At this point, the borrower still has about 30 days to settle the payments, reinstate the loan, and avoid foreclosure. This may be through loss mitigation – when borrowers and lenders work together to craft a plan to avoid foreclosure.

Foreclosure is Established

Depending on the state, a judicial or nonjudicial foreclosure is filed (as covered earlier). A nonjudicial foreclosure is less complex and takes less time.


Once foreclosure has officially begun, the servicer will likely issue a “notice to quit” document or similar directive to vacate the premises, depending on the state. If the property’s residents do not vacate the premises, they can have a lawsuit filed against them.

If the foreclosure is approved, and it is judicial, the property is auctioned by the local sheriff to the highest bidder to try to get back the amount the bank is owed. Or the bank – now property owner – sells the collateral through traditional channels.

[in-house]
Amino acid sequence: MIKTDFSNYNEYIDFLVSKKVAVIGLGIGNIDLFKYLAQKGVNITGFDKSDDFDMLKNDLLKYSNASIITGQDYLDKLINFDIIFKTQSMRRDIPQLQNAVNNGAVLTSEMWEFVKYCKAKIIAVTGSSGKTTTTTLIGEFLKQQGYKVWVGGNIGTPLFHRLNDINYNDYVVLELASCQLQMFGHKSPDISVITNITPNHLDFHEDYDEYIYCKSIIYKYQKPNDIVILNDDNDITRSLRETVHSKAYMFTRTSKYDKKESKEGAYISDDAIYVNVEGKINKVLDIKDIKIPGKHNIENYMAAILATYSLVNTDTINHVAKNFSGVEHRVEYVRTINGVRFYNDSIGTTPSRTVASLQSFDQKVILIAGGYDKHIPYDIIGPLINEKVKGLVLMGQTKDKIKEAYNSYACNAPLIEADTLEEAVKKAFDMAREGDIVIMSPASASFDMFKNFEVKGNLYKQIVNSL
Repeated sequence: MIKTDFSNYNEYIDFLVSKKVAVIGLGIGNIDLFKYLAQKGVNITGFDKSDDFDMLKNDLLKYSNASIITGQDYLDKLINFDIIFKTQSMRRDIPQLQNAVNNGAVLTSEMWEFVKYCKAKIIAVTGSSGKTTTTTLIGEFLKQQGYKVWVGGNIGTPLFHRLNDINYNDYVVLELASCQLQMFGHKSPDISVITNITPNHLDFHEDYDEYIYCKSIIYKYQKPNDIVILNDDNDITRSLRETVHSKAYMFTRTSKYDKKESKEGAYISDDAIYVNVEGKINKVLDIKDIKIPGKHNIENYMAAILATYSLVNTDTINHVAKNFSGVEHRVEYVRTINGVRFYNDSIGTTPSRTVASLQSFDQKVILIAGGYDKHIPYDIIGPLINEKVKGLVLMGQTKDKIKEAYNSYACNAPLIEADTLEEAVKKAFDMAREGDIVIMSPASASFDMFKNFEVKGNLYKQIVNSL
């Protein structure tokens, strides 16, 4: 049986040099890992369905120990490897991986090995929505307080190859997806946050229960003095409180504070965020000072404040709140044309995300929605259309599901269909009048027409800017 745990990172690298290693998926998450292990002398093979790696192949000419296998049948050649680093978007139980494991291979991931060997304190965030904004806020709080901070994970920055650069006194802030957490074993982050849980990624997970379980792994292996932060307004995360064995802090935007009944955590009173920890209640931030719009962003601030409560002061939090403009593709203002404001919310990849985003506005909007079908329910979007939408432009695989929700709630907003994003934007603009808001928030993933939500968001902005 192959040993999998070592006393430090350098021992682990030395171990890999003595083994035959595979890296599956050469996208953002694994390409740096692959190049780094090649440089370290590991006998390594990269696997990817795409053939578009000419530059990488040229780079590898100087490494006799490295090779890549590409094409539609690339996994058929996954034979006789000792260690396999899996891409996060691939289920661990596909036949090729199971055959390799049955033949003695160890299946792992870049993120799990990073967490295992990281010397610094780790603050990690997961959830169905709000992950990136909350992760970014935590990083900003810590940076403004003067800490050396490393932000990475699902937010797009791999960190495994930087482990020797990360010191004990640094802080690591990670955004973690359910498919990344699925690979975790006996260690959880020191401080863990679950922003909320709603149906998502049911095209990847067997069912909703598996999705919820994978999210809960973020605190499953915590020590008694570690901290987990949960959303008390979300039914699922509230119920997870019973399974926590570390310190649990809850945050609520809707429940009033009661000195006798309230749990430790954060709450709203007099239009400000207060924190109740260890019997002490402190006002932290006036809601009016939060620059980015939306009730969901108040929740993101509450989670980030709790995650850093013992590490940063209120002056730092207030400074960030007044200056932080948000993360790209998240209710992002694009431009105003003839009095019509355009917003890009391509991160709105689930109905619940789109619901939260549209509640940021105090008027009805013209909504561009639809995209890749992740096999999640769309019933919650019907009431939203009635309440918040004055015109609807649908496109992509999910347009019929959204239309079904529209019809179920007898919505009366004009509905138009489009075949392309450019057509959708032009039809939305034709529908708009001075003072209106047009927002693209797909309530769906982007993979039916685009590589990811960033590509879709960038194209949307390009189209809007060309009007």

If it is a nonjudicial foreclosure – also known as power of sale – the process will likely be relatively faster since no courts are involved. The only exception is if the homeowner sues the lender.   

How Long Does a Foreclosure Take?

The length of time foreclosure takes varies by state due to differing foreclosure timelines and laws, but properties nationally that foreclosed between April-June in 2021 spent an average of 922 days going through the process, up 685 days from the second quarter of the year before. 

Hawaii, New York, and Indiana led the states in 2Q 2021 with the longest average number of days. For the same period, Wyoming, Arkansas, and Tennessee were the states with the shortest average times to foreclose.  

Are There Ways to Avoid a Foreclosure?

In all likelihood, even a borrower who has missed a payment, or maybe two, may still be able to avoid a foreclosure.